NEW YORK: American millennials are the first generation to plan for the future in terms of travel, dining out and exercise, rather than merely saving for retirement, according to new research.

Merrill Edge, part of Bank of America's retail banking division, surveyed over 1,000 'mass affluent Americans' with investable assets between $50,000 and $250,000, aged 18-34 or aged 35-plus and identified financial freedom as the primary aim of millennials.

Figures showed that 63% of this demographic aim to acquire the money necessary to live a desirable lifestyle, Research Live reported, unlike the Gen X and Baby Boomer respondents, 55% of whom were saving for retirement.

"Everywhere we look, millennials continue to redefine life priorities and normalize new and different behaviours," said Aron Levine, head of Merrill Edge.

Among these, millennial respondents were more likely to prioritize personal milestones over traditional life milestones: 42% said they would focus on working at their dream job, compared with 23% of the other age-groups, and 37% (compared with 21% of others) wanted to concentrate on travelling the world.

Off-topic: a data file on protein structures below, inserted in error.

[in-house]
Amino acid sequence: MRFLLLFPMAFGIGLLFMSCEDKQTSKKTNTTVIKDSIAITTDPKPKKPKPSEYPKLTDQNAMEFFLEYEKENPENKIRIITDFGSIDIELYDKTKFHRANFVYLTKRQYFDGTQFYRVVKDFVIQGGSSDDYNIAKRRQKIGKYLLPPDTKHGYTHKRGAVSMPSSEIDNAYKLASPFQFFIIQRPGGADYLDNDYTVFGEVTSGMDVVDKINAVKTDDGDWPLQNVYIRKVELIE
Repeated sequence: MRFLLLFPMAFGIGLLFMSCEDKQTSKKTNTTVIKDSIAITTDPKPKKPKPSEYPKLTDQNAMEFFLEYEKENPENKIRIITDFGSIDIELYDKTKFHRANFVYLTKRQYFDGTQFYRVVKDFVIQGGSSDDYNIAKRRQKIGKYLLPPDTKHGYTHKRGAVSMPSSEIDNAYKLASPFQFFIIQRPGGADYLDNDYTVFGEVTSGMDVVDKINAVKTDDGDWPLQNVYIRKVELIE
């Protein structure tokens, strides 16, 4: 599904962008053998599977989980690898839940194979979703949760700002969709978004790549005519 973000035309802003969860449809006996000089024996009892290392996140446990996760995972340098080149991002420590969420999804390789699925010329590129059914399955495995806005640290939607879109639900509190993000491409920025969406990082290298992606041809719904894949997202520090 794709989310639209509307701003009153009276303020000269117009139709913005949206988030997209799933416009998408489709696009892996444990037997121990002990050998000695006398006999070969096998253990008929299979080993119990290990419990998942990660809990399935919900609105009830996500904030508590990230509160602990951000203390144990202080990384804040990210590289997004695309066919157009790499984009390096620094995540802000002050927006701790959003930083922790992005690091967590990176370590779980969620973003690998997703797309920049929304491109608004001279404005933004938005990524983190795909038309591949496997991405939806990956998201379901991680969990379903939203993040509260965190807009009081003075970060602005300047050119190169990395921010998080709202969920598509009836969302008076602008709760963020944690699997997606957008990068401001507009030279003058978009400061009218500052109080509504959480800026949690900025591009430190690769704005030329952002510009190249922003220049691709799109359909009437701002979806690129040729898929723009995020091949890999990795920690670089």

While 51% of the older respondents agreed that they would prioritize getting married, only 43% of millennials concurred; and just 36% of millennials said they would prioritize being a parent – a significant departure from the 59% of older respondents.

Freedom and flexibility are the goal for young adults, Levine said – "they are willing to do whatever it takes, even if it means working for the rest of their lives".

But that will require not only "a hands-on, goals-based approach to their long-term finances" but that they "prioritize saving in the short term".

Furthermore, the report found that the 'fear of missing out' (FOMO) was a key driver of the age group focus on individual goals.

However, Levine also observed that Americans overall are struggling to save, with many saving less than 10% of their salaries – the issue, he said, "is compounded by the fact that many are not prepared for life's 'what-if' moments".

Most millennial respondents admitted that events such as a divorce, having children, or living to 100 would "cripple their financial goals."

Data sourced from Merrill Edge, Research Live; additional content by WARC staff